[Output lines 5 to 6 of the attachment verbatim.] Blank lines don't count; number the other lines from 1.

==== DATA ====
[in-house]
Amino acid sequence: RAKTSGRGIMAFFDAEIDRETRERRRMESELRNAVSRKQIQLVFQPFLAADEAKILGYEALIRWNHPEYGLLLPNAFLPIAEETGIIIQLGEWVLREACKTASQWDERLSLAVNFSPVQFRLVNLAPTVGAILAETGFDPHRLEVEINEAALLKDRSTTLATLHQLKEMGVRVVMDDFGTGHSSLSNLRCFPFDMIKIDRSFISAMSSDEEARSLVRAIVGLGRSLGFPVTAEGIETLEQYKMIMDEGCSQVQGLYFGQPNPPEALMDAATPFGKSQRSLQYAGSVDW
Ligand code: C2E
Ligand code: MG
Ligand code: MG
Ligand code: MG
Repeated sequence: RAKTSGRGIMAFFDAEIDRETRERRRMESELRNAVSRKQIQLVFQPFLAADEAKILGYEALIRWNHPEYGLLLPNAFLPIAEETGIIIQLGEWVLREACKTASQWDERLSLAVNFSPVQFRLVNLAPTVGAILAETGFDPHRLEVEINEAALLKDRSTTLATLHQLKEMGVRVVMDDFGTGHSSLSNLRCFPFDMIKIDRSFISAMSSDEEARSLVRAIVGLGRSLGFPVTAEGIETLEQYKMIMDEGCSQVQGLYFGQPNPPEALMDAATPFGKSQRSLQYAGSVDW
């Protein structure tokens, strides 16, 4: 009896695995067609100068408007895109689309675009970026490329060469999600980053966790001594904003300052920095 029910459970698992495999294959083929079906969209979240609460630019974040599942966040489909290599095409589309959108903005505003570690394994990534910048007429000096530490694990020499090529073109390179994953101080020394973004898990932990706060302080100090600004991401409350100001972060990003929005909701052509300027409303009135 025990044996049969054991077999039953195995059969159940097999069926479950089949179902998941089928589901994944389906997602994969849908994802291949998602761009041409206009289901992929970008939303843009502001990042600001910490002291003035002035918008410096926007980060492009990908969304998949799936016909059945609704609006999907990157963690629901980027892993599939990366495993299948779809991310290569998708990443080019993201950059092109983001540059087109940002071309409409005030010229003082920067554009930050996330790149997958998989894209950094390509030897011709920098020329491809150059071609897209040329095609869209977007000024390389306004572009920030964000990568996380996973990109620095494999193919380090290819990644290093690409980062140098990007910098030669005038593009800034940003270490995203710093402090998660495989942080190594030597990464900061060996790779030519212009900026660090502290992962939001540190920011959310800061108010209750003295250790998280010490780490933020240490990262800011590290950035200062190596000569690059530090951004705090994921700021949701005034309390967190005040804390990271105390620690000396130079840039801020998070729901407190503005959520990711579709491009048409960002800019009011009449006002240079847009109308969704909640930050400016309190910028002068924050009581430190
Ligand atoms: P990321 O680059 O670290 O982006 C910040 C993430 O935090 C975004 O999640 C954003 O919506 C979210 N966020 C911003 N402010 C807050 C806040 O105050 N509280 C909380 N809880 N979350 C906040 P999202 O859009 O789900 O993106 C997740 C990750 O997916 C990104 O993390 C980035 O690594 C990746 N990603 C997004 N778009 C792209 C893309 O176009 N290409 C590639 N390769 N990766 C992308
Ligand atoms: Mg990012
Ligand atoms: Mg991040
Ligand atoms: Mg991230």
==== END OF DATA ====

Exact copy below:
Ligand code: MG
Ligand code: MG